Economy of exclusion, inequality caused growth of poverty, pope says

Pope Francis leads a meeting with the poor in the archbishop’s residence in Assisi, Italy, in 2013. (CNS file/Paul Haring)

Pope Francis leads a meeting with the poor in the archbishop’s residence in Assisi, Italy, in 2013. (CNS file/Paul Haring)

By Junno Arocho Esteves
Catholic News Service

VATICAN CITY (CNS) — An economic vision geared solely toward profit and material well-being has led to an economy of exclusion and inequality that has increased poverty and the number of people discarded “as unproductive and useless,” Pope Francis said.

The impact is clear even in the most developed countries where poverty and social decay “represent a serious threat to families, the shrinking middle class and in a particular way our young people,” the pope said May 13.

The pope addressed business leaders and experts in Catholic social teaching who were attending an international conference on “business initiatives in the fight against poverty” sponsored by the Centesimus Annus Pro Pontifice Foundation.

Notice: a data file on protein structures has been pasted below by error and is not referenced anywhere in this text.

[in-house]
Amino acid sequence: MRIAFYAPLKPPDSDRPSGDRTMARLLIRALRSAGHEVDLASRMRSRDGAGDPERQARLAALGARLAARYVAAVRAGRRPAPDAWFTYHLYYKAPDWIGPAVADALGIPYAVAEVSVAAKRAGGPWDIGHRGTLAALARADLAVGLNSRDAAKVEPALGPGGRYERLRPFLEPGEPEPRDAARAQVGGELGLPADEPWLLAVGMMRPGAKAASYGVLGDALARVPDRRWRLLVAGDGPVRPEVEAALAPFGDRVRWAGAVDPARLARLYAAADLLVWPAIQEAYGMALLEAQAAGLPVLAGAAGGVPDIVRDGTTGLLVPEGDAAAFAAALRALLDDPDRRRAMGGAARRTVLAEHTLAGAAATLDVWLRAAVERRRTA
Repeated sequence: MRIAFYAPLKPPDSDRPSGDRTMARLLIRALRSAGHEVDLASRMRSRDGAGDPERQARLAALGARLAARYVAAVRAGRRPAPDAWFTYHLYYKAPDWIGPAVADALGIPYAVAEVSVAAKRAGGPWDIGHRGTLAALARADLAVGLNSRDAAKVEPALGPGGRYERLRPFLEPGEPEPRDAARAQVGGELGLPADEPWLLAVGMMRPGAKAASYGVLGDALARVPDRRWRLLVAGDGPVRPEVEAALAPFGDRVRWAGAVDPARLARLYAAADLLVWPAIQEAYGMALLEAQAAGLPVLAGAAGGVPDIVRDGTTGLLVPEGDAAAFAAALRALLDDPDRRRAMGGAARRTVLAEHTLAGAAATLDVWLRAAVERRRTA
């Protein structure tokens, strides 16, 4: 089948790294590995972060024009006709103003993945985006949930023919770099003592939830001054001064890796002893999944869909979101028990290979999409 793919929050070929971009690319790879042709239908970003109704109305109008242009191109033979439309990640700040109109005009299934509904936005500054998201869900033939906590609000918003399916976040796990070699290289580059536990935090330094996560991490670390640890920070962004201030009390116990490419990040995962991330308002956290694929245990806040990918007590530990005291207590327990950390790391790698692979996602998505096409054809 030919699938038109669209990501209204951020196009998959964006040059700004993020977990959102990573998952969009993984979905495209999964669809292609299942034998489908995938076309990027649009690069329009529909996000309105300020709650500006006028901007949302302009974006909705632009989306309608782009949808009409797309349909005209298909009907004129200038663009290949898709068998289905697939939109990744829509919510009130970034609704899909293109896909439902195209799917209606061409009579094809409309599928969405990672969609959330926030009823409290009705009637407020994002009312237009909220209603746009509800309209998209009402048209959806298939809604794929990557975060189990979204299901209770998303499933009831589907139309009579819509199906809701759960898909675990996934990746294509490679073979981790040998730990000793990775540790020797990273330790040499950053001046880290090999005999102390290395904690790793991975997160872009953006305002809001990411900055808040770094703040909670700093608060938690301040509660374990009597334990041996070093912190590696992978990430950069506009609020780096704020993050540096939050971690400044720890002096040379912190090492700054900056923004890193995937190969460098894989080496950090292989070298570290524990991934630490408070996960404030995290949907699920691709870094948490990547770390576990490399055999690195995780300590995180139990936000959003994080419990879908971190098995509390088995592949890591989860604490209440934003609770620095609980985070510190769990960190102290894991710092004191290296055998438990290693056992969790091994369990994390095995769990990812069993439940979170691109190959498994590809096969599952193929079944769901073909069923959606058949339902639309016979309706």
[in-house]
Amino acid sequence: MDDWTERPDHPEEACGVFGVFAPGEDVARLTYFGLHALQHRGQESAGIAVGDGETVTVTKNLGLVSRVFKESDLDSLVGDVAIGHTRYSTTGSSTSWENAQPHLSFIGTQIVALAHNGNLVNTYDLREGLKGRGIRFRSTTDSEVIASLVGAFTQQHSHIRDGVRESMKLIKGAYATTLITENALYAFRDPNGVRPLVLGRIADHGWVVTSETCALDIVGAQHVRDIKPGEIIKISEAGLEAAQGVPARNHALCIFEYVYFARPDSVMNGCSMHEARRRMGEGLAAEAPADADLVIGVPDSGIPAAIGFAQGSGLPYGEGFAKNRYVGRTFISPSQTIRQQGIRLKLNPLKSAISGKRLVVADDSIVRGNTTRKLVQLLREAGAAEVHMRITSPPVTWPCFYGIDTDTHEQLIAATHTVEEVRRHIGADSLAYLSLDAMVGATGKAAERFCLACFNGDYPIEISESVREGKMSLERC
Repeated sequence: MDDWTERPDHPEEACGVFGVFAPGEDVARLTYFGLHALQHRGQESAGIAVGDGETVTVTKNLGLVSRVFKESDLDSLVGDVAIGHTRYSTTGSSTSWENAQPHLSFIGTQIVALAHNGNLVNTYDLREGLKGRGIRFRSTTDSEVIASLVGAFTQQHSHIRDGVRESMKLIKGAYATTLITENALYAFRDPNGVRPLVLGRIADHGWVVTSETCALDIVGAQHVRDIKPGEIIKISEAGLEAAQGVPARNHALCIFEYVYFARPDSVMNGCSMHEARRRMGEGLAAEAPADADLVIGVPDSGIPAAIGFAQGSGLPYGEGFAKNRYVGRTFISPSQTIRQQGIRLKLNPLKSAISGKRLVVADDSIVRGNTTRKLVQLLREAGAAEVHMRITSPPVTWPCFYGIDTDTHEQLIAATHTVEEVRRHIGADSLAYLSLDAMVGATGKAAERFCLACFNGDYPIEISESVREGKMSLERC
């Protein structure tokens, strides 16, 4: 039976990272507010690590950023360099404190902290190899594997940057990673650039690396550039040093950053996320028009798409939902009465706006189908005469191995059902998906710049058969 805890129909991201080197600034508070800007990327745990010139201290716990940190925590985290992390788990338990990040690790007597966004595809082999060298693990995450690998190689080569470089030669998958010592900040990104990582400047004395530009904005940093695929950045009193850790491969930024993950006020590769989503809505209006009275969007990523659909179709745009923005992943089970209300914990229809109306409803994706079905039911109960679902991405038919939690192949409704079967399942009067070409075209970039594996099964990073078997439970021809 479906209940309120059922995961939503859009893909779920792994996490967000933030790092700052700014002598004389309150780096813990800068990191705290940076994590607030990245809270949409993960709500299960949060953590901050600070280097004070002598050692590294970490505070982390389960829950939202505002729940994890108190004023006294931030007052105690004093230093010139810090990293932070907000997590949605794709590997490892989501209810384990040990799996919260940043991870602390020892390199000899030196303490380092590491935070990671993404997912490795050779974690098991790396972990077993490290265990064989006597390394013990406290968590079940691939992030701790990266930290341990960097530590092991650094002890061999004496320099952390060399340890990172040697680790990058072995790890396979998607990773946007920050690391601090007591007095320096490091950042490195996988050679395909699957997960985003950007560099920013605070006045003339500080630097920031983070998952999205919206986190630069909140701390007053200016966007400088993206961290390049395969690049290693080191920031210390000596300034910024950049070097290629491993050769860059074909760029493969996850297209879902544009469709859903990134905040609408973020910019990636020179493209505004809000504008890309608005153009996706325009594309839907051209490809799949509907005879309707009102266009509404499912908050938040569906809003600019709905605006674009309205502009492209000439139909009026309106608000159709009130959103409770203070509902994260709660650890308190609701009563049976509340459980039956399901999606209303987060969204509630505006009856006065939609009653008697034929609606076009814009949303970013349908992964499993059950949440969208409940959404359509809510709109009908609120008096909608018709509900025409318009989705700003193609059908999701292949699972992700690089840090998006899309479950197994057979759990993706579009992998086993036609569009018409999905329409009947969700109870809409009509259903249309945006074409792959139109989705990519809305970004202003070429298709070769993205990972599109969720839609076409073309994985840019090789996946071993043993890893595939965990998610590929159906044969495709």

Established in 1993, the foundation seeks to promote the teaching of St. John Paul II’s 1991 encyclical on social and economic justice.

Recalling his recent visit to the Greek island of Lesbos, the pope said the refugee crisis was “especially close to my heart,” adding that the international community is challenged to “devise long-term political, social and economic responses” to the situation that “affects the entire human family.”

“The fight against poverty is not merely a technical economic problem, but above all a moral one, calling for global solidarity and the development of more equitable approaches to the concrete needs and aspirations of individuals and peoples worldwide,” he said.

Pope Francis encouraged the business leaders attending the conference to build “the foundations for a business and economic culture that is more inclusive and respectful of human dignity.”

Youth unemployment, he continued, is a scandal that must be addressed “first and foremost” not only in economic terms, but as an urgent social ill that robs young people of hope and squanders “their great resources of energy, creativity and vision.”

The pope encouraged Catholic business leaders to generate new models of economic progress geared toward the universal common good “in accordance with the values of God’s kingdom.”

“Yours is in fact a vocation at the service of human dignity and the building of a world of authentic solidarity,” Pope Francis told them.

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